After months of renewed celebration of the fall of the Berlin Wall, has a new malaise taken over? Are there any indicators of hope in the shadow of the unfinished project?

Location: Hong Kong Theatre, Clement House
Event Gallery


Tuesday, 2 February 2010
The Kosovo Case Unpacked - A Legal and Political Discussion of the Arguments Presented to the ICJ

Speakers: James Irving, Department of Law & James Ker-Lindsay,LSEE-LSE

Chair: Dr Spyros Economides, LSEE-European Institute and Department of International Relations

In December 2009 the International Court of Justice convened to hear the oral arguments for and against Kosovo's unilateral declaration of independence. It made for one of the most fascinating legal debates of modern times, not least of all because it was the first time all five permanent members of the Security Council participated in the Court's proceedings. This discussion will explore the arguments presented by the two sides, both in terms of their significance for international law and as regards their possible impact on the international political system.
Event Info


Tuesday, 1 December 2009
After the Economic Crisis in South East Europe: Back to Business as Usual?
Vladimir Gligorov, Vienna Institute for International Economic Studies; Laza Kekic, Economist Intelligence Unit; & Peter Sanfey, European Bank for Reconstruction and Development
Chair: Professor Sevket Pamuk

With increasing signs that the United States and the European Union are moving out of the economic crisis, the loud demands for major reform of the world's leading economies heard during the height of the turbulence appear to be rapidly fading. Will we see the same in South East Europe, where the crisis has been particularly strongly felt and where many observers believe that it has created an opportunity to introduce significant changes to the economies of the region? Will the crisis in the region have an impact on the speed and terms of the EU association process or the extent and nature of regional cooperation in South East Europe? This panel drew on three leading experts to discuss the effects of the crisis and ask what it is likely to mean in terms of the future economic development of the region.

Location: Wolfson Theatre, New Academic Building
Event Info


Wednesday, 25 November 2009
Long Live the Yugosphere

Speaker: Tim Judah, Author and Balkans correspondent for The Economist
Chair: Dr Spyros Economides

In general terms good news is no news. That is as true for the Western Balkans as it is for anywhere else. Since the end of the Balkan wars of the 1990s – but especially in the last few years – there have been huge changes on the ground, which have profoundly affected people's lives for the better, but the problem is that few people outside even know they have happened. What if the single most profound change – the emergence of a Yugosphere across the countries of the former Yugoslavia - is one which many people, for reasons of political correctness perhaps, or because it challenges what they stood for or believed in the 1990s, do not want to talk about or even acknowledge?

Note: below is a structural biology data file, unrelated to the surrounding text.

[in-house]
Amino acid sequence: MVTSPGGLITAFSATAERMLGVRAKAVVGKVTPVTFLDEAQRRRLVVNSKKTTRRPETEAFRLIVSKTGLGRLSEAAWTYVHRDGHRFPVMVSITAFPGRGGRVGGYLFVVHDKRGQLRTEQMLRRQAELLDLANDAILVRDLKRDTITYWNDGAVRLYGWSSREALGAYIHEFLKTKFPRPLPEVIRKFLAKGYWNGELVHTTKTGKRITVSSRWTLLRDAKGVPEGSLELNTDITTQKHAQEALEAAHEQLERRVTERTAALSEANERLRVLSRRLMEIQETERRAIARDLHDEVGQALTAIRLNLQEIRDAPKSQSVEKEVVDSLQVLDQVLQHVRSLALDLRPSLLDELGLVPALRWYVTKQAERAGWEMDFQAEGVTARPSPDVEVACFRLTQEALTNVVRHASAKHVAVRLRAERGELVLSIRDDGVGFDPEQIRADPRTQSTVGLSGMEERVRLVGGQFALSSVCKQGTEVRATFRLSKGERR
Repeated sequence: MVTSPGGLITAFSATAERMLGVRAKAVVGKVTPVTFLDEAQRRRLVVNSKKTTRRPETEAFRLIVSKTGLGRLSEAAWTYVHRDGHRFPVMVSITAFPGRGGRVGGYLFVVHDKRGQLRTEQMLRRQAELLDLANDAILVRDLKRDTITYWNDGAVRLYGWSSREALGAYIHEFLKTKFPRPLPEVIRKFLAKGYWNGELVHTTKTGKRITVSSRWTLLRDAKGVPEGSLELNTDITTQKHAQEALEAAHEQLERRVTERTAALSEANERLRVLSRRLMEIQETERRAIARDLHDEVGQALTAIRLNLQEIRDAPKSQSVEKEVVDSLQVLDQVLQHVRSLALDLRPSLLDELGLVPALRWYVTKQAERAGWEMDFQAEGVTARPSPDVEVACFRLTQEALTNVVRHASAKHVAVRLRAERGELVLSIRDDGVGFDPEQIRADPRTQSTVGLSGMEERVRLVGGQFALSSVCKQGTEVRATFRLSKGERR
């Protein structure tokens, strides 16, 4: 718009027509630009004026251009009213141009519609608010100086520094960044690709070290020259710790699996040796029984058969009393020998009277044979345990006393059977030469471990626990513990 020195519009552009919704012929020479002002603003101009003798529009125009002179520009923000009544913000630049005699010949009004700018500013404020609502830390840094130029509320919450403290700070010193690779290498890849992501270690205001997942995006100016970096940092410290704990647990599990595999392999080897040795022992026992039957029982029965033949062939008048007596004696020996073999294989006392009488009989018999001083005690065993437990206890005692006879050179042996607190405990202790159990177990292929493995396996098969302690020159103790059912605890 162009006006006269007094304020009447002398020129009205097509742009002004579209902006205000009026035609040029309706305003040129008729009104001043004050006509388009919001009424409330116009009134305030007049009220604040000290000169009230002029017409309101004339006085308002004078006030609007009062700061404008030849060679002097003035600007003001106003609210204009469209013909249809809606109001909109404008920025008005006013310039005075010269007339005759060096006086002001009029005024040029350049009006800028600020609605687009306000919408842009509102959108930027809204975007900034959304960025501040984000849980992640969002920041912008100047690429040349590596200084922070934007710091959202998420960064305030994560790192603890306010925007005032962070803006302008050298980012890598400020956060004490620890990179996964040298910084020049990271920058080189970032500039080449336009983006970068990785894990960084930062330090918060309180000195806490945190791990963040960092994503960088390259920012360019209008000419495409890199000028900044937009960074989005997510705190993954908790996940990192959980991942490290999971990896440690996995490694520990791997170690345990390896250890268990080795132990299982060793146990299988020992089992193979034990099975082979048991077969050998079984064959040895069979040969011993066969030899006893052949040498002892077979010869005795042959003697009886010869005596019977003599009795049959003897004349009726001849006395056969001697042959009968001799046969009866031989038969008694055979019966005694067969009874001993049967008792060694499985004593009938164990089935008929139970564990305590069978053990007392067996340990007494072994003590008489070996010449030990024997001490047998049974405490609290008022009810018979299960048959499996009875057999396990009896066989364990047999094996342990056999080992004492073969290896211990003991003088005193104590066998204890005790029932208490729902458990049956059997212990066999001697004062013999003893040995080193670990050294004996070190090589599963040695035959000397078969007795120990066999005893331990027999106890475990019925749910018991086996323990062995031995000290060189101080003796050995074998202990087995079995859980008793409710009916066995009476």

Event Info


Friday, 2 October 2009
Why is Bosnia a Failure? Comparing theories of international state-building
Professor Susan Woodward, City University of New York
Chair: Professor Kevin Featherstone

The LSE's Centre for the Study of Global Governance and LSEE co-organised a public lecture by Professor Susan Woodward. Professor Woodward examined the fourteen years since the signing of the Dayton Accord and asked whether the "General Framework for Peace" in Bosnia-Herzegovina has failed. Using Bosnia as a case-study Professor Woodward also discussed how the lessons learned there can be applied to other international state-building missions since 1995.
Event Info


Sunday 13 - Friday 18 September 2009
Impact of Global Crisis on Stability and Security in the Balkans
Participants: James Ker-LindsaySpyros Economides

The Summer School, co-organised by the Anglo Serbian Society and the LSE's Hellenic Observatory and supported by the British Embassy and the European Fund for the Balkans, was attended by 30 junior faculty members, young political activists and NGO sector employees from Serbia and across South Eastern Europe. The main goal of the Summer School is to develop the skills of young scholars and potential future leaders in modern democratic theory and also to foster academic links between Western and South East European Universities. This year's theme, "The Impact of the Economic Crisis on Stability and Security in the Balkans", also gave the lecturers the opportunity to discuss the global impact of the economic crisis, the level of democratisation in SEE countries and their prospects for Euro-Atlantic integration. Other participants included Professor Christopher Coker, also of the LSE, Dr Slobodan Markovich, of the University of Belgrade and Ivan Vejvoda, of the Balkan Trust for Democracy.
Event Info